Set Aside Your Political Pride: Why it is Important to Get the COVID-19 Vaccine

by kwheele4 on May 7, 2021


Set Aside Your Political Pride: Why it is Important to Get the COVID-19 Vaccine

by Olivia Bretzman ’22
Opinion Staff

As many are aware, the recent push to get the COVID-19 vaccination has caused many debates and issues within families and among people with different political and religious beliefs. Instead of seeing the vaccine as a tool for protecting oneself and others, many people are hyper-aware of the different vaccines, their effects, and the perceived risks that one takes in receiving them.  

This debate and the controversies that come with it must stop; everyone, including students, need to set aside their politics, emotions, and propriety to keep themselves and each other safe and, ultimately, to restore a sense of freedom, normalcy, and health to our world.  

COVID-19 is absolutely not, the only pandemic that mankind has faced. Humans have dealt with raging diseases as early as 430 B.C. when an unknown, deadly microbe took out two-thirds of the Athenian population. More notably, the Black Death, the Columbian exchange, Cholera, the Spanish flu, and even epidemics as recent as HIV and SARS in 2003 have affected the world in detrimental ways. As time passes, so do epidemics and pandemics, and, in turn, humans respond.  

The interesting aspect of these diseases is the response. Humans suffering from any of the aforementioned diseases would have done anything for a cure: an explanation to their illness, some preventative medications or measures, and most definitely a vaccine. Thus, it is truly mind-boggling that during one of the most horrific pandemics our world has seen, many people are refusing to get the vaccine because of rumors and myths that frame the vaccine in a negative light.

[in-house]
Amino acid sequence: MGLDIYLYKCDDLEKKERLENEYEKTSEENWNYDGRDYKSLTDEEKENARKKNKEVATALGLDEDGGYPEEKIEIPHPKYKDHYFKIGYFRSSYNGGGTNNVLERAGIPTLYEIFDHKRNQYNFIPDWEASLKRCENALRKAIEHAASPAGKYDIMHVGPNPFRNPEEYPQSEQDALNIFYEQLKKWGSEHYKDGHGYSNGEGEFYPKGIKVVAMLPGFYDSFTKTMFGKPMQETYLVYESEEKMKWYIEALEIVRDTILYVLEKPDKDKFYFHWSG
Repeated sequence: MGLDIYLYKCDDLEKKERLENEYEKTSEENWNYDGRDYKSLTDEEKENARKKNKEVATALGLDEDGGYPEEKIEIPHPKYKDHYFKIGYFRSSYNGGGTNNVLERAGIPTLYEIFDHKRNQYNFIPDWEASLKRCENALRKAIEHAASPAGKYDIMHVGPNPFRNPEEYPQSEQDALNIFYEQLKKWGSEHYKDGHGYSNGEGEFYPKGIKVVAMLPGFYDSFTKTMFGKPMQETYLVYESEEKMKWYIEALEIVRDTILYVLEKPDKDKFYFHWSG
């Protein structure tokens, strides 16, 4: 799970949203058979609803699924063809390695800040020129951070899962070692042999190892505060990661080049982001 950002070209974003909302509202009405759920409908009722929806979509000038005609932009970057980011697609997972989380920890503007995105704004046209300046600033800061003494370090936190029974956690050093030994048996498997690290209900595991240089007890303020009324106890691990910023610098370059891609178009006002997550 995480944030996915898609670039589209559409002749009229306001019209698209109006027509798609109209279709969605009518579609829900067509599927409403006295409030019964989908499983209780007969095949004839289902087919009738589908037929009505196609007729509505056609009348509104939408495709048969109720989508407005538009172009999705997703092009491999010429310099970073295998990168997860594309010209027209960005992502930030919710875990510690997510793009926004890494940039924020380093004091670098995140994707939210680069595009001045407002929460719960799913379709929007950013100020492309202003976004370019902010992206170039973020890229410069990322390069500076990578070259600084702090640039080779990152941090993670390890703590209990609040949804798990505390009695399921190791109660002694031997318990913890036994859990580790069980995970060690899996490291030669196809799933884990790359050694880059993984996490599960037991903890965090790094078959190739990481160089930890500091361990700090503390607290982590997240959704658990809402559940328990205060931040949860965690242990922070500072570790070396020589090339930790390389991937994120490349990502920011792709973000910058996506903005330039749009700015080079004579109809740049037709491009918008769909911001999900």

Many people have legitimate health concerns about the vaccine, which are more than understandable. If someone is allergic to the vaccine, please do not get it. In other arguments, though, one must accept the actual scientific facts surrounding the vaccine, its production, its side effects, and its availability to make a fully informed, politic-free decision. 

The vaccine came fast. This is, of course, a startling fact considering the amount of time it often takes for other cures and vaccines to arrive. However, one must realize the tremendous investments of both money and time that fast-tracked this process. This was not simply an overnight fix, and scientists, doctors, and the CDC would not recommend the vaccine were it not safe. 

Every vaccine has side effects. Some people react to their flu shot in a similar manner as the COVID-19 vaccine. Some people get blood clots and similar side effects because of a vaccine or medication even if it has been out for years, has been approved by the FDA, and then studied afterwards for any side effects.  

Many people are hesitant to get the Johnson & Johnson vaccine after the U.S. halted its distribution out of an abundance of caution in order to investigate its association with blood clots. However, the CDC explains, “This adverse event is rare, occurring at a rate of about 7 per 1 million vaccinated women between 18 and 49 years old. For women 50 years and older and men of all ages, this adverse event is even more rare.”   

This possible side effect is extremely rare and is hardly a risk when one looks at all the other vaccines and medications such as certain birth control pills that cause blood clots in young women at higher rates. Relatively speaking, 7 per 1 million young women is a miniscule percentage.  

In fact, every day, humans take a risk by simply walking out their door into the outside world. Who knows what side effects could loom around the corner? Side effects are a part of life.   

This science should back up the fact that the J & J vaccine is safe to get after considering your past medical health and personal circumstances. Moreover, not only is the J & J vaccine effective and protective, but any of the other COVID-19 vaccines, no matter what people say about them, are also suitable to receive. Do not let vaccine biases fool you. 

Herein still lies the question, “Why should I get a vaccine?” Well, quite frankly, if you are still complaining about wearing your mask and having to stick to small gatherings, you should probably get vaccinated to speed up this slow process.  

In all seriousness, the vaccine helps to protect vulnerable people in your life such as your grandparents or friends with disabilities and autoimmune disorders. Even more amazingly, the vaccine has proven to have real results.  

Although there are so many claims surrounding the various vaccines and their validity, regardless of one’s beliefs, we as Americans and students at Providence College can come together under the common desire for a bit more freedom in our daily lives and a restoration of livelihoods. Not only can we find reason for vaccinations, but response, renewal, and repose in a decision that will ultimately save lives.